- How do you get to be famous? Part 1
- Official Site for Sun Records
- Official Site for Sun Studio – make a record!
- Matt Ross-Spang in the studio
Sun Records: still a place for dreams
Sam C. Phillips of Memphis had a novel idea. His Memphis Recording Service would record weddings, parties, and even funerals. “We record anything –anywhere – anytime,” his business card read (telephone JA1 0664). But Sam’s real love was music, and when he recorded a fellow named Rufus Thomas in 1953 on the newly dubbed Sun label, he had a hit in “Bearcat.”
Hits followed in the tiny studio located on 706 Union Avenue. Muddy Waters, Howlin’ Wolf, and a host of others walked through the door to sing here. But eventually Sam had to find another voice. Things were looking bad until 1953 when a dusky eyed 18 year-old electrician wandered in, plunked down $4, and recorded “My Happiness.” Still, Sam wasn’t convinced this Elvis kid was much until one day he started fooling around, singing this blues tune with a twist – literally. Later, selling Presley’s contract for about $30,000 saved the bankrupt Sun Records label.
Sun Records continues to record musicians today, musicians who are looking for that 50’s sound, says recording engineer Matt Ross – Spang. Matt is now the man behind the booth in the Sun Studio recording stage, where singers like Johnny Cash, B.B. King, Jerry Lee Lewis, Ike Turner, Elvis Presley, and Carl Perkins once stood. Now the singers come to record here “for the vibe. It’s smaller, it’s old school; it’s the birthplace of rock and roll” (Rock ‘n’ roll was born when an amplifier fell off a car en route to the studio, broke the cone and distorted the sound. Musicians liked it). Matt believes artists are returning to a more natural sound now. “People are looking to get back to original sound, and (Sun is) modern, but we do use 50’s gear” for a cleaner, pure sound. Recently, John Melancamp, Elvis Costello, and Robert Plant had each been in the studio, using Sun to do some work.
Matt Ross – Spang has worked behind this glass since he was 16 as an intern at Sun, and has seen a lot of famous faces. Why do people want to be famous? “A lot of people like attention,” he philosophizes, “to be in the spotlight. In our society, (a music star) is as high as you can go, more so than a president or a senator.” He advises people who seek success to stay humble and not let fame change them. “And when you get there, don’t screw it up with drugs,” he emphasizes.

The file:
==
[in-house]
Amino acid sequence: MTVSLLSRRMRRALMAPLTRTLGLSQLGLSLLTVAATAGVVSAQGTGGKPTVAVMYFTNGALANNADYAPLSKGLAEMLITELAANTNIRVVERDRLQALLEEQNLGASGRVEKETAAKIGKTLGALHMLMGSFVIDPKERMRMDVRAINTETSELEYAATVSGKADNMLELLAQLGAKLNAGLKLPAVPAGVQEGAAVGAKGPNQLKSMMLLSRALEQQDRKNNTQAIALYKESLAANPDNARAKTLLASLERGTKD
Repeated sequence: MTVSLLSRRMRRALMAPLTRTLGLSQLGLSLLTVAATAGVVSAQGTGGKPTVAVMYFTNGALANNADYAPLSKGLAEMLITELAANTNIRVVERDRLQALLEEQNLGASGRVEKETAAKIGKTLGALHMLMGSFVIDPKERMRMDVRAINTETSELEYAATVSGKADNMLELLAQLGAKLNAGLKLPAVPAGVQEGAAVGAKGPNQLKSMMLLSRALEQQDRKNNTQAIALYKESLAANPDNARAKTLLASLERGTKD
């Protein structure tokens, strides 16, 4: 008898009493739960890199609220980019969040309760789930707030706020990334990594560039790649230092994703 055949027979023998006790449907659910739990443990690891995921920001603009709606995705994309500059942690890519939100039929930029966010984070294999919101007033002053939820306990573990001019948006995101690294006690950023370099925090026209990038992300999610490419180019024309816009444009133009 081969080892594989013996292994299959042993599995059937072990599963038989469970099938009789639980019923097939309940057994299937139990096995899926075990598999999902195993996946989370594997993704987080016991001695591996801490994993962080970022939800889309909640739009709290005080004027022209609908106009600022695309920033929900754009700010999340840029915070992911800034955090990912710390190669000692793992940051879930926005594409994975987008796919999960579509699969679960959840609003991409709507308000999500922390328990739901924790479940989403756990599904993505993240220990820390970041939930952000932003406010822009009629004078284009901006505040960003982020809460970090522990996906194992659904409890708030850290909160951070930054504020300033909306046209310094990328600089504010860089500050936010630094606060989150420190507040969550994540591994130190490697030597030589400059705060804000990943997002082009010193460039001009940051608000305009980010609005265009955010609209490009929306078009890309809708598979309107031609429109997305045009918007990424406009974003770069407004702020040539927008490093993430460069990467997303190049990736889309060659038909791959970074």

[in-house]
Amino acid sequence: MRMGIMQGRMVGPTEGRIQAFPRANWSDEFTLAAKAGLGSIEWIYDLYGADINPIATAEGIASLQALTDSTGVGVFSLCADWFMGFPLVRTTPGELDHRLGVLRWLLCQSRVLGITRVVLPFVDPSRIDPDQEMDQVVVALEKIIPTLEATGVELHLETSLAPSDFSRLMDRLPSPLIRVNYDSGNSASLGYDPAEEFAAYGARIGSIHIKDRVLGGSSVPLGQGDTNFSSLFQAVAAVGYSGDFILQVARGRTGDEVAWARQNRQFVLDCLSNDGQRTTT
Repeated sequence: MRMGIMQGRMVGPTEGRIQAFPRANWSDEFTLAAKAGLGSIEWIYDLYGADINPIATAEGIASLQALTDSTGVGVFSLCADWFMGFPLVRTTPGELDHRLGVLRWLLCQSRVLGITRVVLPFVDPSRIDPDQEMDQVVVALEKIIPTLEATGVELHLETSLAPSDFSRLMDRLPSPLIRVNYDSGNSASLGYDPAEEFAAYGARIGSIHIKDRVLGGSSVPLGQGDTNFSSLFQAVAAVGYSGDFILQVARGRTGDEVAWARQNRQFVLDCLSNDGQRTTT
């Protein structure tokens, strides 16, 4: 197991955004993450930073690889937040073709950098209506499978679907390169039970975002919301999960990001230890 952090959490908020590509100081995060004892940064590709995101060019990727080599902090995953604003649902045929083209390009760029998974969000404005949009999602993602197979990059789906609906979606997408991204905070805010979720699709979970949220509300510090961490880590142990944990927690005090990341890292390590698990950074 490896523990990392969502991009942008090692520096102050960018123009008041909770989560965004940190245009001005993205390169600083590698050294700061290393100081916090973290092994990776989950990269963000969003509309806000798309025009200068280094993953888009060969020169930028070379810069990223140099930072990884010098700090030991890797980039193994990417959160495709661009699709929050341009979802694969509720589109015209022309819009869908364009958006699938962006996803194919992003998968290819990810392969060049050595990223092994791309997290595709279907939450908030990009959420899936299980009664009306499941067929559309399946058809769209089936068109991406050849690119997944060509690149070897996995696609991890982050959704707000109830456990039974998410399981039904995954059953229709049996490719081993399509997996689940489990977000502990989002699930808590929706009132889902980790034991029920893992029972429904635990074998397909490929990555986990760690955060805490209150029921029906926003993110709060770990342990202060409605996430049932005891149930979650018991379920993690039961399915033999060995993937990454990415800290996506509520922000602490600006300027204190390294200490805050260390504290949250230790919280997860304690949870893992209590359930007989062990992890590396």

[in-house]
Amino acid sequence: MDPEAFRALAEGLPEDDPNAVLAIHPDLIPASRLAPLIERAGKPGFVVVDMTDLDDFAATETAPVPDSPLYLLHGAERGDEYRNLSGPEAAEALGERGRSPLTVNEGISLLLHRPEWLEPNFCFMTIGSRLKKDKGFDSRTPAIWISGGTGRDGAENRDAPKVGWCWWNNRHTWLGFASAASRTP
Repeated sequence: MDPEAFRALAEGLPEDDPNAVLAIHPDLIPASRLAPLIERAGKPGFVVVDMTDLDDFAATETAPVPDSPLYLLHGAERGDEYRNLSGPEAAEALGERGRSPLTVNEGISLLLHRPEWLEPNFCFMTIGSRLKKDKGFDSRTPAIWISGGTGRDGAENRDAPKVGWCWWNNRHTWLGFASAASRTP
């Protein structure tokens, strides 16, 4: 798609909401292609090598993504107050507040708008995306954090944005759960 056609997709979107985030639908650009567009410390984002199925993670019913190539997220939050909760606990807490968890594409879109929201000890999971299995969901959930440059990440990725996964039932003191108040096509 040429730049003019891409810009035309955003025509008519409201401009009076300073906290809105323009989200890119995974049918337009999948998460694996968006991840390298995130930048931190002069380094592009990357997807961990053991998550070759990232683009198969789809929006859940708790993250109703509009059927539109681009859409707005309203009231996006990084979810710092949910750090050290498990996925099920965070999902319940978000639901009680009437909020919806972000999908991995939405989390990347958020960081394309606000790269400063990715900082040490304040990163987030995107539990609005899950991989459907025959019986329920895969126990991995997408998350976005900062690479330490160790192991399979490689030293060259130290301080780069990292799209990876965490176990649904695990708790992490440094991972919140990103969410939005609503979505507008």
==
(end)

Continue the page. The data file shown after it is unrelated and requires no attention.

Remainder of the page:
Matt’s advice from the birthplace of rock ‘n’ roll: “even if you get signed by a major record label doesn’t mean you’ll become famous.” Acts are signed, dropped, or signed and still never become household names. Consider, “there’s still only one Elvis, only one Beatles.” Still, he encourages people who are serious about their music. “You can use Myspace and Youtube, all of that, to promote your music.” Matt explains artists need to play every venue they can and promote their music any way they can; the trick is to build a fan base so when they are offered a contract, ‘the artist has the upper hand.” One current popular singer did just that: he began by playing to crowds of 10-20, and eventually sold out arenas. Initially he turned down his first contract. “Most people’s dreams are to make a living and pay the bills,” Matt says. This artist now receives proceeds from merchandising because he was able to make stipulations on his contracts, something unheard of in the business. “Touring doesn’t pay the bills,” Matt advises. Touring is to build a fan base and sell music and merchandise.
Matt Ross – Spang is now sitting where Sam C. Phillips once sat, watching musicians trying to make dreams come true, chasing that dream of fame.
All photos by J. Yates & may not be copied without permission
My book on Africa helps endangered animals, and would be a great read while listening to some old-school music!
Photo of JY credit